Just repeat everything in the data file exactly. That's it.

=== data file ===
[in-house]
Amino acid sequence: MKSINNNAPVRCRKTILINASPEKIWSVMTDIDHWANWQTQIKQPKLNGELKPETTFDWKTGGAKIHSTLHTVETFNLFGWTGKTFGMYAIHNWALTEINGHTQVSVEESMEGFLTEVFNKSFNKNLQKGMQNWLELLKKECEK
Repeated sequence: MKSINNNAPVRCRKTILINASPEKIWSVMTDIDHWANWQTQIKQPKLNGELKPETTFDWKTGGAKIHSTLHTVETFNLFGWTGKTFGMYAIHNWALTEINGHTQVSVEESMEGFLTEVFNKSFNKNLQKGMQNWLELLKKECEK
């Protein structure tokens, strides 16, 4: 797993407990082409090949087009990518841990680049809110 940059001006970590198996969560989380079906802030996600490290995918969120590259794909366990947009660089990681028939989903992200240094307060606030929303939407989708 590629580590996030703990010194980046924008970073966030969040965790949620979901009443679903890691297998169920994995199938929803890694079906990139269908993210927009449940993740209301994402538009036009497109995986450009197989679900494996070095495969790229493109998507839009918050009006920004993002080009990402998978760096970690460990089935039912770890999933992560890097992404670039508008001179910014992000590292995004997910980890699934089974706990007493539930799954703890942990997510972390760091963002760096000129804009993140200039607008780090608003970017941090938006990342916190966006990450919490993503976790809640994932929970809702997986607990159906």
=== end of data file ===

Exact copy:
[in-house]
Amino acid sequence: MKSINNNAPVRCRKTILINASPEKIWSVMTDIDHWANWQTQIKQPKLNGELKPETTFDWKTGGAKIHSTLHTVETFNLFGWTGKTFGMYAIHNWALTEINGHTQVSVEESMEGFLTEVFNKSFNKNLQKGMQNWLELLKKECEK
Repeated sequence: MKSINNNAPVRCRKTILINASPEKIWSVMTDIDHWANWQTQIKQPKLNGELKPETTFDWKTGGAKIHSTLHTVETFNLFGWTGKTFGMYAIHNWALTEINGHTQVSVEESMEGFLTEVFNKSFNKNLQKGMQNWLELLKKECEK
């Protein structure tokens, strides 16, 4: 797993407990082409090949087009990518841990680049809110 940059001006970590198996969560989380079906802030996600490290995918969120590259794909366990947009660089990681028939989903992200240094307060606030929303939407989708 590629580590996030703990010194980046924008970073966030969040965790949620979901009443679903890691297998169920994995199938929803890694079906990139269908993210927009449940993740209301994402538009036009497109995986450009197989679900494996070095495969790229493109998507839009918050009006920004993002080009990402998978760096970690460990089935039912770890999933992560890097992404670039508008001179910014992000590292995004997910980890699934089974706990007493539930799954703890942990997510972390760091963002760096000129804009993140200039607008780090608003970017941090938006990342916190966006990450919490993503976790809640994932929970809702997986607990159906």